When you start a business (or if you expand a current business) you have a choice as to what business structure to operate under, a partnership being one of those structures.
A partnership is a business which is owned and managed by more than one person. The partners are jointly responsible for all aspects of the business and will share the profits.
Sole trader: This business structure is for individuals who set up on their own (a one-man band), it includes people who work in the building trade, such as plumbers, electricians and joiners, but can also include people working in service industries, such as hairdressers, IT consultants or bookkeepers.Find out more
Partnership: This business structure is for two or more individuals who work in business together. Partnerships were set up for professions such as doctors, dentists and solicitors but they cover a wide variety of other industries such as the building trade and beauty providers. Partners are jointly responsible for all areas of the business and will often specialise in a particular area.Find out more
Private limited company (Ltd): The owners of a business (whether they be sole traders or partnerships) may decide to form a private limited company at any time. It could be from the date the business starts, or any point in time once the business has been established. Private limited companies must have at least one director and one shareholder, in a small business they are often the same person.Find out more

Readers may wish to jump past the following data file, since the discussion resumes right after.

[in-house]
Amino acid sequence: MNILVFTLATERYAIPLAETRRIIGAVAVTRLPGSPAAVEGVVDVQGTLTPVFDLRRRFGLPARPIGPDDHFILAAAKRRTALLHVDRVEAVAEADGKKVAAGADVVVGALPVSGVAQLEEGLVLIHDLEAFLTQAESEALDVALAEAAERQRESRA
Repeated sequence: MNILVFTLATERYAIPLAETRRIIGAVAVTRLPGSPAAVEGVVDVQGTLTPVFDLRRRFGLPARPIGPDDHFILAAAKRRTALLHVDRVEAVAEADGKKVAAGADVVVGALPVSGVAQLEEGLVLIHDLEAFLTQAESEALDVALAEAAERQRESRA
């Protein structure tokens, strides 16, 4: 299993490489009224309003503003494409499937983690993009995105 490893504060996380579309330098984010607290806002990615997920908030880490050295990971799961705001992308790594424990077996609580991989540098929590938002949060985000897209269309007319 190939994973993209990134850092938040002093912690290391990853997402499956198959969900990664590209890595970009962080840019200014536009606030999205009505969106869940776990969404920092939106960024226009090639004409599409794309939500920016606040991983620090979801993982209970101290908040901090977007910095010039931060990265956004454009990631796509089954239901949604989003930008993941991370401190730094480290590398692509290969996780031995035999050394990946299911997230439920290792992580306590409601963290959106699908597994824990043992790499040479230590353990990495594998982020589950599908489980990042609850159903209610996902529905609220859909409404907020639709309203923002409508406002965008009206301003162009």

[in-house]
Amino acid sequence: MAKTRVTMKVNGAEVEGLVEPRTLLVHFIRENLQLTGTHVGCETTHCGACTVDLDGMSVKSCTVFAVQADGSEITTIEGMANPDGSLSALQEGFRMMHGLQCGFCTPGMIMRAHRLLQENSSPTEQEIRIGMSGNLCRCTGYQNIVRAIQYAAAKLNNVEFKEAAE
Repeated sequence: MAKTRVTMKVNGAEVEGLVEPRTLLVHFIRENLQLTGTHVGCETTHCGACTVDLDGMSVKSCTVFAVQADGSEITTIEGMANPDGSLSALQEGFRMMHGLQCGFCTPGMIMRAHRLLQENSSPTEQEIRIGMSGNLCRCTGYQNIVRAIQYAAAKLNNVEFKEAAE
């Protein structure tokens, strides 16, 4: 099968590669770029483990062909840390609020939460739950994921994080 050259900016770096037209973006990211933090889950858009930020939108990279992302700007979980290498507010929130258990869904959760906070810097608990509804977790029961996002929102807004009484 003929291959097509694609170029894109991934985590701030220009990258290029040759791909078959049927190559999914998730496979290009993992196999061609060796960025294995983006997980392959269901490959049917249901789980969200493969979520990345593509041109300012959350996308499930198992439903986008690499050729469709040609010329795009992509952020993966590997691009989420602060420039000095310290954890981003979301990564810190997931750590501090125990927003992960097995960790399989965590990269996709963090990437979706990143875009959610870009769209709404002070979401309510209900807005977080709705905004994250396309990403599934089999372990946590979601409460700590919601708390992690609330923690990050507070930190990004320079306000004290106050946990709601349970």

There are a number of questions to be answered before deciding on whether or not to choose a partnership as a business structure:
Entering into a partnership with one or more people should mean that a business can offer more specialisms and the workload should be spread amongst the partners. Although profits must be shared, it should be easier for partners to have time off and they can share and pool ideas.
A partners’ income is calculated in the following way:
Calculate the partnership profit
In the partnership accounts allowable business expenses are deducted from the income to arrive at the profit.
Split the profit – example one
The profit is split between the partners in accordance with their agreement. This may simply be an equal share to each partner.
For example, in a three partner business the profits will be split as follows:
|Partner A's share||20,000|
|Partner B's share||20,000|
|Partner C's share||20,000|
Split the profit – example two
The profit is split between the partners in accordance with their agreement.
For example, in a four partner business the partnership agreement states that the split is:
Partner A - £10,000
Partners B and C – 45% each of the remaining profits
Partner D – 10% of the remaining profits:
|Partner A's share||10,000|
|Partner B's share||22,500|
|Partner C's share||22,500|
|Partner D's share||5,000|
Partners will pay income tax on their share of the profits (the rate and amount will be dependent on whether or not they have other sources of income).
If the business fails you may be liable for the debts of the other partners, therefore it would be advised to seek legal advice before entering into a partnership.
Part of the process of setting up your business as a partnership is registering the partnership correctly. Here we give you a guide to the process of registering an ‘ordinary’ business partnership.Read more
If you are self-employed (including partners) you will be required to pay towards certain state benefits. Partners will usually pay national insurance contributions on their share of the profits.Read more
Register or Login to add this article to your reading list.